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Taking a more earth-friendly approach in construction projects is a priority for many in the industry for a host of reasons: increasing energy efficiency, reducing the building’s impact on the environment, improving indoor air quality and chipping away at the total cost of ownership are all worthwhile motives. Rising CO2 emissions are also cause for concern—Global Alliance for Buildings and Construction reports CO2 emissions in the building sector reached their highest level yet at approximately 10 GtCO2 in 2019, accounting for 28% of total global energy-related CO2 emissions.

Even with the overall goal of a greener building in mind, it’s natural for decision-makers to question what eco-friendly steps will be most effective in getting there. Of course, every project is different, and working with professionals at the top of their game will limit hiccups and make the final product sing. Viewing the project with a holistic lens and incorporating as many of the following recommendations as is realistic for the team, region and budget will benefit all parties involved.

1. Take a Multidisciplinary Approach

The more collective experience in the room (or on Zoom), the better—this is true across industries since it brings a balance between the macro and micro levels. Doing so also can help reduce miscommunication and bolster enthusiasm for the project. There will be team members who know what does (and doesn’t) work from first-hand experience, others with a fresh interpretation or idea, and still more who specialize in green technology. Harnessing their expertise and channeling their energy will result in a more environmentally friendly final product.

2. Aim to Source Materials Locally

It doesn’t make sense to source material from across the world when something similar is available in the region. Important questions include: “What makes the most sense regionally and what is the effect of the building on the environment?” Moving product from one location to another, especially further than 500 miles, works against the planet and hinders LEED points. Those who cannot locate the desired materials regionally may find success in working with a manufacturer/distributor to have them manufactured in the 500 mile radius. Understand there are distinct differences between a building material being renewable versus sustainable. Studying the impacts of each material and making an environmentally responsible decision is vital. In some cases, recycled metal can mean a longer-lasting result with lower time and labor costs compared to wood.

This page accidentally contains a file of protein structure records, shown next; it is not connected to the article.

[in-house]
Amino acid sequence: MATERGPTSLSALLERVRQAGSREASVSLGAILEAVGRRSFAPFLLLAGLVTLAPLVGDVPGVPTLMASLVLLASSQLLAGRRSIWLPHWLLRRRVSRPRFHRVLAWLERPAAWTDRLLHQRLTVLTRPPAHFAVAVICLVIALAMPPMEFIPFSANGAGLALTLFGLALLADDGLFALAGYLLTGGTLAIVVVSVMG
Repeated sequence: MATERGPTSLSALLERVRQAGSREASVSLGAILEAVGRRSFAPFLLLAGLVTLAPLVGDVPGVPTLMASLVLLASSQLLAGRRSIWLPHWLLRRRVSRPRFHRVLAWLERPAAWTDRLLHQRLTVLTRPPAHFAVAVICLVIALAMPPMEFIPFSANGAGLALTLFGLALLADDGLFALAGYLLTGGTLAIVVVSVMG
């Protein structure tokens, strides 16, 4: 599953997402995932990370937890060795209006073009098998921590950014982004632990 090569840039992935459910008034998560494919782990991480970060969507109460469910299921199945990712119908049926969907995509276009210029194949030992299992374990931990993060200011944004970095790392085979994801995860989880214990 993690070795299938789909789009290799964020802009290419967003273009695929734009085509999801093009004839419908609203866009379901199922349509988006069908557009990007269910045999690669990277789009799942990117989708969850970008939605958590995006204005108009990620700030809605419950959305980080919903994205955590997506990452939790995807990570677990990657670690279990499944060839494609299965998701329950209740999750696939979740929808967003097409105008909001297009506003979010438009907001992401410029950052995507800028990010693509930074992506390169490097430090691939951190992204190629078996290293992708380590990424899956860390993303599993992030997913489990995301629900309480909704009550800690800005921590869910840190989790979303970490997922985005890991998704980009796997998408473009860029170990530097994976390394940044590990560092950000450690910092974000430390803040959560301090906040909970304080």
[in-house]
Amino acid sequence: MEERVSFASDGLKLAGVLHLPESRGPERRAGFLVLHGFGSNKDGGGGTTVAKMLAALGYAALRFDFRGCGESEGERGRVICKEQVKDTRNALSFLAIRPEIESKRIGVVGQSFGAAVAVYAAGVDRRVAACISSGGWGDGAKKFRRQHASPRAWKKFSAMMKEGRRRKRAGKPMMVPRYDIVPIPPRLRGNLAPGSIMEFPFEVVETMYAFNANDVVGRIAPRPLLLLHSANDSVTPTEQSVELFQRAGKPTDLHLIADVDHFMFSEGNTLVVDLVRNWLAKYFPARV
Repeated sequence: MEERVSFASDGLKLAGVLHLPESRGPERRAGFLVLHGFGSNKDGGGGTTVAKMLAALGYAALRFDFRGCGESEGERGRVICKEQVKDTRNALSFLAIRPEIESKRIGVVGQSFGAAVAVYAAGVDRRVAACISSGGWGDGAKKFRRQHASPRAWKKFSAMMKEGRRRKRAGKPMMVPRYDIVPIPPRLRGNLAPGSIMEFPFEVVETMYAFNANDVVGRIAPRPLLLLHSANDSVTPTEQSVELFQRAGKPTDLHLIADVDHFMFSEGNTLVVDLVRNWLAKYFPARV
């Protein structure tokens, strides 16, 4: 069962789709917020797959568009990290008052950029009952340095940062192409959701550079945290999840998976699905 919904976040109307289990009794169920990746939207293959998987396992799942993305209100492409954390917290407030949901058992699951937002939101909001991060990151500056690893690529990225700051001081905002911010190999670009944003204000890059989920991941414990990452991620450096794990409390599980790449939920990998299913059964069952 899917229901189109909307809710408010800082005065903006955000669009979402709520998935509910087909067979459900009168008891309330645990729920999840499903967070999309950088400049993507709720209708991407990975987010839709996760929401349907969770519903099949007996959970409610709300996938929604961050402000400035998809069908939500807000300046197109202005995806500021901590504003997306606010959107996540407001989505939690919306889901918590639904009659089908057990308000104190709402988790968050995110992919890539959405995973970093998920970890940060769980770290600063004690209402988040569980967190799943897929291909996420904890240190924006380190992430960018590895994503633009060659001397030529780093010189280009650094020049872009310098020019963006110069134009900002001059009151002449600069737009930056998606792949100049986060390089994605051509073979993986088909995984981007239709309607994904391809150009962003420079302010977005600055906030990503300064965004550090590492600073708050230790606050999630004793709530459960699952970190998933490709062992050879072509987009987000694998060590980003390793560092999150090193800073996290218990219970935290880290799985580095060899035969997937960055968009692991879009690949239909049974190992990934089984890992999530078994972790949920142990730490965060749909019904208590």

3. Choose Multi-Function, Eco-Friendly Products and Materials

Eco-friendly versions of go-to products are often available and will help to reduce criteria pollutants. A few places to start include:

  1. Environmentally compatible early application moisture protection and high moisture multi-purpose flooring adhesives;
  2. High content recycled cementitious leveling, patch or concrete mixtures; and
  3. Antimicrobial epoxy systems that are VOC compliant, LEED-certified and free of hazardous materials.

Not only are these kinds of powerhouse solutions better for the environment, they can lower the cost of flooring now and in the future, as well as eliminate moisture issues down the road. Recycled versions of popular materials are becoming more widely available, such as recycled cementitious leveling/skim coats, recycled rubber flooring and recycled barn wood. Salvage and reclaimed materials are other exciting categories. Construction executives should evaluate the cost and benefits of eco-friendly alternatives, floor to ceiling, inside and out.

4. Understand Building Usage

Being aware of use and capacity from day one translates into fewer surprises (and jumps) in water, sewer and HVAC usage, to name a few. When usage isn’t clear from the start, systems may not be able to handle the needs of the building and its occupants. Additionally, HVAC systems often account for a large portion of the total energy use of the building; optimizing for energy efficiency keeps costs down and lowers the environmental impact.

5. Factor in Ongoing Maintenance

A significant value-add for shareholders and stakeholders is an eco-friendly building with lower ongoing maintenance. This means keeping systems running efficiently, maintaining healthy air quality and ensuring materials function as they should. Select surfaces that don’t require extra steps (and products) to keep them in working condition down the road. One example of surface maintainability is brands who are incorporating a naturally rusting material in their design aesthetic. Especially when the goal is a carbon-neutral building, minimizing greenhouse gas emissions throughout the process, from manufacturing to construction and long-term, is critical.

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